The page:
Further facts will be set forth in the DISCUSSION section below.

THE PARTIES' POSITIONS

The City's Initial Brief

The City states the issues for decision thus:

Case 79

1. Was Grievance 1991-4 timely processed in accordance with the timelines of the collective bargaining agreement?

2. Does Grievance 1992-2 represent a grievance distinguishable from that of Grievance 1991-4?

Case 81

1. Did the City's decision to terminate the Grievant violate the collective bargaining agreement?

The City contends, initially, that Case 79 should be dismissed as untimely filed and not arbitrable. Grievance 1991-4 was untimely filed at several steps. The Grievant advanced that grievance by requesting light duty from her supervisor on May 23, 1991 and by requesting light duty from the City's personnel office on May 24, 1991. Each request was denied on the day of the request. The City argues that "(i)f those dates do not represent the dates of Step 1 grievances, then there are none." The Union's filing of a Step 2 grievance on June 13, 1991, cannot, according to the City, be considered timely under Article XV, Sections C and E.

Even if the Step 2 filing could be considered timely, the City argues that the Union's Step 3 filing on June 26, 1991, violates Article XV, Sections C and E. Beyond this, the City argues that the Union's attempt to unilaterally hold the grievance in abeyance establishes a violation of Article XV, Sections D and G.

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Since Grievance 1992-2 "represented exactly the same grievance earlier abandoned by the Union," the City concludes that it is no more arbitrable than its predecessor. Even if the grievance could be considered arbitrable, the City contends that it has no merit: "there simply was no available work for the Grievant; therefore, requiring light duty would not be logical."

Beyond this, the City contends that Article XI, Section C, unambiguously states a make whole provision for certain injured employes and a light duty requirement which turns on the City's determination that such work exists. Since the evidence establishes that the City made the Grievant whole as required by Worker's Compensation, and since it also establishes the City did not require the Grievant to report for light duty work, it necessarily follows that there can be no violation of Article XI, Section C. Nor can there be a violation of Article XI, Section G, since "leaves without pay are discretionary to the City." To the extent any ambiguity can be found in these provisions, "the bargaining history supports denial of these grievances." The Union unsuccessfully attempted to limit the City's authority to "provide light duty and leaves without pay in negotiations for the 1991 bargaining agreement." There is no applicable past practice on either issue and Article XXII strictly limits the role practice can play in the interpretation of the labor agreement. A contrary conclusion violates Article XV, Section F, 6.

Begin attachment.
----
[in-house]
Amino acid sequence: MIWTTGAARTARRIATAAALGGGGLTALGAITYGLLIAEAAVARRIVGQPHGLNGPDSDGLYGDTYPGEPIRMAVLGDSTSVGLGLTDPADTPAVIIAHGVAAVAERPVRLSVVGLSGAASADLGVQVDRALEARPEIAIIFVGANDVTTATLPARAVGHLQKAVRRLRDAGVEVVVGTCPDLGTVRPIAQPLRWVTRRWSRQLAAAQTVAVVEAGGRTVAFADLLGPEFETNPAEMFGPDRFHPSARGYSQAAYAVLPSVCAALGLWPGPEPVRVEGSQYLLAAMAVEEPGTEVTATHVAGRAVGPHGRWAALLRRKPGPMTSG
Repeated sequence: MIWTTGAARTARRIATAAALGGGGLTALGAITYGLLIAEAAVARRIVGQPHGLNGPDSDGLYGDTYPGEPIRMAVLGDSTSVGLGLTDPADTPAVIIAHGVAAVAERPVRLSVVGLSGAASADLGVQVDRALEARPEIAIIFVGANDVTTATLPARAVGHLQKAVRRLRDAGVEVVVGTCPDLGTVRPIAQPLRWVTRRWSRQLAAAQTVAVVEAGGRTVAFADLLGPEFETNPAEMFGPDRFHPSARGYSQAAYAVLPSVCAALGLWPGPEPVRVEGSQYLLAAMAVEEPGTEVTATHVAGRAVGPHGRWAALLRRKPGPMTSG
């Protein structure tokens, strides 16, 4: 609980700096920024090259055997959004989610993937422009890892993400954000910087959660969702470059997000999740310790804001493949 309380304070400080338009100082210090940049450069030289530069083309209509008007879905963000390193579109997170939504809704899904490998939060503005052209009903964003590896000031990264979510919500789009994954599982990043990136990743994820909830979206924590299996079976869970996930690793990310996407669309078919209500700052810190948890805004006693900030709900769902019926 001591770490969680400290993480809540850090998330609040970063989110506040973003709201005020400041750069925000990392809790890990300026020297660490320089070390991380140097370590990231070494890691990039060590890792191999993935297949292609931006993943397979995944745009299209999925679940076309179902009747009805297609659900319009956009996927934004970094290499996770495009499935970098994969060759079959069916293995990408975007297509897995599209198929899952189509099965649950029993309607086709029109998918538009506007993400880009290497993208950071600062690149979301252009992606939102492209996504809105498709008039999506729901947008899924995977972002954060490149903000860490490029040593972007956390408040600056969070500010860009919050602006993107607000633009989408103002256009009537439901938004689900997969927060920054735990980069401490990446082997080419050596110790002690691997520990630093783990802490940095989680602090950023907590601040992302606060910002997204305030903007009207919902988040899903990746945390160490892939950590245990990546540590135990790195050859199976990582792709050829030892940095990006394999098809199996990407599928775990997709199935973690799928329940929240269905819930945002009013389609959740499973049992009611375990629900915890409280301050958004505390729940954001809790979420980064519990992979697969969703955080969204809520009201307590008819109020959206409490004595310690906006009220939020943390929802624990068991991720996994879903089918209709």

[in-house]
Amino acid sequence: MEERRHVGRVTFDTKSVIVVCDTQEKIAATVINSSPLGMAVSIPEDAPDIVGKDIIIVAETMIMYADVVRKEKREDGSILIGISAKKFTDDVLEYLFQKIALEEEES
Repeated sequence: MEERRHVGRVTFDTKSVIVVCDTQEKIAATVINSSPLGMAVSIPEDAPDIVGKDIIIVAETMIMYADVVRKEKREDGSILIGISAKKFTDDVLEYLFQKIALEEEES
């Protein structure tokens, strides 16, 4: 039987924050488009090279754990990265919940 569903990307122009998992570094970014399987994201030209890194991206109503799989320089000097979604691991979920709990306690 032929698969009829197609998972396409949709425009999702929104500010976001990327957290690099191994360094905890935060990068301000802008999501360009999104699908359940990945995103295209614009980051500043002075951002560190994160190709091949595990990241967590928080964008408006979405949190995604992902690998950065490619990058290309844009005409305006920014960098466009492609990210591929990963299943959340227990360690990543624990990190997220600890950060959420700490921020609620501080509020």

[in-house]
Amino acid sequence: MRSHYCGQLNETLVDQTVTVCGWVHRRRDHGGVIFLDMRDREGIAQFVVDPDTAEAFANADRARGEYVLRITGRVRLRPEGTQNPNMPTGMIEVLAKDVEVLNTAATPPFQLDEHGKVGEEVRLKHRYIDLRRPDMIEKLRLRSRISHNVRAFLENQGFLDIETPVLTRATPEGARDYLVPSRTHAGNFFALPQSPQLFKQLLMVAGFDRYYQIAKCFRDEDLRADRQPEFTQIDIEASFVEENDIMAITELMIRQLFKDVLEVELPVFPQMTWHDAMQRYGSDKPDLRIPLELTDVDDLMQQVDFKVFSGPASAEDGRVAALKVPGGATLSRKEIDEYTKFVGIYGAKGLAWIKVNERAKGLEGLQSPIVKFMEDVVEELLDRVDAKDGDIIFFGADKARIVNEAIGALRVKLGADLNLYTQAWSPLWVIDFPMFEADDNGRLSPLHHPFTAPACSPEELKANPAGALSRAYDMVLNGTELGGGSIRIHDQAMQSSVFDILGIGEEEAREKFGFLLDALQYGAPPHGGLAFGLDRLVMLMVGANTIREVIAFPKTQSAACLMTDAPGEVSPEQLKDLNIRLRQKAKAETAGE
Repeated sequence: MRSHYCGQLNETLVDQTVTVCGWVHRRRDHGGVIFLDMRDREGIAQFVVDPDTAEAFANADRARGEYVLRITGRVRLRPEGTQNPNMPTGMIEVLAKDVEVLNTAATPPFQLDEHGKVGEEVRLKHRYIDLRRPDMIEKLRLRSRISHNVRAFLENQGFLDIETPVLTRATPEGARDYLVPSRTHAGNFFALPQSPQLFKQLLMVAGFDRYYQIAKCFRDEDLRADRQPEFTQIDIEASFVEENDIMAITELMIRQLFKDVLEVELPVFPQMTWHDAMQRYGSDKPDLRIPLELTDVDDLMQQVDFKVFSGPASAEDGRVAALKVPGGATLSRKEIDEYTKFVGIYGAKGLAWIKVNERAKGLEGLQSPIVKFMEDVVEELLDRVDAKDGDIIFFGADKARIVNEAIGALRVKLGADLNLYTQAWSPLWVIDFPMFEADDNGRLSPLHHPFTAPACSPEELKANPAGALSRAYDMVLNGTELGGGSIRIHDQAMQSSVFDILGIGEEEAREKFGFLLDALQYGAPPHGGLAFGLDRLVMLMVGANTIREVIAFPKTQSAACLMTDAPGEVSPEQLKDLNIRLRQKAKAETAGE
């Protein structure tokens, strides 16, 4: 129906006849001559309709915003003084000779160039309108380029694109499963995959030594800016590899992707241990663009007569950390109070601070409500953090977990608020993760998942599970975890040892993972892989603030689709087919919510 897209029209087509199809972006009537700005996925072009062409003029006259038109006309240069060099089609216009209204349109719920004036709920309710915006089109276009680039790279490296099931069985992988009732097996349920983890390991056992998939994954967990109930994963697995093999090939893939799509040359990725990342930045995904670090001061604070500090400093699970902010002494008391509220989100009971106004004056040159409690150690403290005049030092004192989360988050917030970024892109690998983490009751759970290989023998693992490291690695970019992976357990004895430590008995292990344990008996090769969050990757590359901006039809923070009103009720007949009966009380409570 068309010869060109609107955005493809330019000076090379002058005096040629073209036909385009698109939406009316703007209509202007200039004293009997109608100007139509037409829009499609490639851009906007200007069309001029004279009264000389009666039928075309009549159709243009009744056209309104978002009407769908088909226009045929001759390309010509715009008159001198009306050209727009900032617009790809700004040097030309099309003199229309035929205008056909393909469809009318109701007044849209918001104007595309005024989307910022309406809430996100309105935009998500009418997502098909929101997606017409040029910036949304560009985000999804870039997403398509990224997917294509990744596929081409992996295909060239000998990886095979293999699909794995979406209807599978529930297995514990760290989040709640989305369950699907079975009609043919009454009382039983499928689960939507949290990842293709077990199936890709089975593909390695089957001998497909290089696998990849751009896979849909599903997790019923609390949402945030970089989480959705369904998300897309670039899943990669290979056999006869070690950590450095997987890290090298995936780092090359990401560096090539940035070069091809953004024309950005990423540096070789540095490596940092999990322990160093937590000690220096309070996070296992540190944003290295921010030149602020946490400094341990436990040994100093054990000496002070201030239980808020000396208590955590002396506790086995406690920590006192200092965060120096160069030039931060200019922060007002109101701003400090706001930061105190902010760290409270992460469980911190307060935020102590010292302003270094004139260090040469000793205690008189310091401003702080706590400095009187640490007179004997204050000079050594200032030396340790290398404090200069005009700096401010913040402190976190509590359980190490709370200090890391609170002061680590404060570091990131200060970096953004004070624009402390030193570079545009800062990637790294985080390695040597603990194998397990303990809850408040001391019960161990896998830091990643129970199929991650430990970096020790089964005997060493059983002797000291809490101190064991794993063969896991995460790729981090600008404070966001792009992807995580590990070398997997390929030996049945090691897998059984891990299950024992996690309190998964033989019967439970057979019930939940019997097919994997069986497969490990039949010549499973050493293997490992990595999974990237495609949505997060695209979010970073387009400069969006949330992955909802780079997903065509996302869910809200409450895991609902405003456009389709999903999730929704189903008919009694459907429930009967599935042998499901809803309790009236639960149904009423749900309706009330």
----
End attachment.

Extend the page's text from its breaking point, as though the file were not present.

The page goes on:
Nor did the City violate the labor agreement by terminating the Grievant's employment. Since the termination was not disciplinary in nature, Article VII does not govern it. The termination was reasonably based on the City's desire to preserve its table of organization and to avoid unnecessary overtime costs. Thus, the termination "was not disciplinary, but for the viable economic needs of the City."

Even if Article VII could be applied to the termination, the City had cause to discharge the Grievant. Due to the Grievant's medical inability to return to work, the termination did no more than "relieve (her) from duty . . . (for) legitimate reason" as provided in Article II, Section A. This assertion is, the City asserts, firmly rooted in arbitral precedent.

The City concludes that each grievance should be denied.

The Union's Initial Brief

The Union phrases the issues for decision thus:

1. Did the Employer have just cause to discharge the Grievant on January 5, 1992?

2. Did the Employer violate the terms of the collective bargaining agreement by failing to extend the Grievant's leave of absence beyond January 5, 1992?

3. If either 1. and/or 2. is yes, what is the appropriate remedy?

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After an extensive review of the evidentiary background, the Union argues that the Grievant's termination is governed by Article VII. This, the Union contends, is rooted in the language of the agreement and in arbitral precedent. Because the termination is governed by a cause standard, the Union asserts that the Grievant was entitled to progressive discipline, reasonable investigation and a conference prior to the imposition of discipline.

The Union also argues that the City is limited, under the cause standard, to the reasons for the termination listed in the Grievant's letter of discharge. This means that the discharge must be proven traceable to "the work requirements of the City." The evidence will not, however, support such a link. The City faced no budget crisis at the time of the discharge, and had more than adequately covered for the Grievant's absence. Beyond this, the Grievant's "sanitation position was budgeted for both 1991 and 1992," thus belying the assertion that the City's table of organization faced any imminent threat.

A review of the evidence establishes, according to the Union, that the City "has fabricated a crisis to expel the Grievant." That fabrication is intended to mask that "the City was concerned with (the Grievant's) eligibility for benefits under the contract." That the City acknowledged the weakness of the challenge to the Grievant's eligibility for Worker's Compensation benefits underscores this assertion. The termination decision was dictated not by City operational needs, but by the progress of the Grievant's Worker's Compensation action and by evidence of her gradual healing.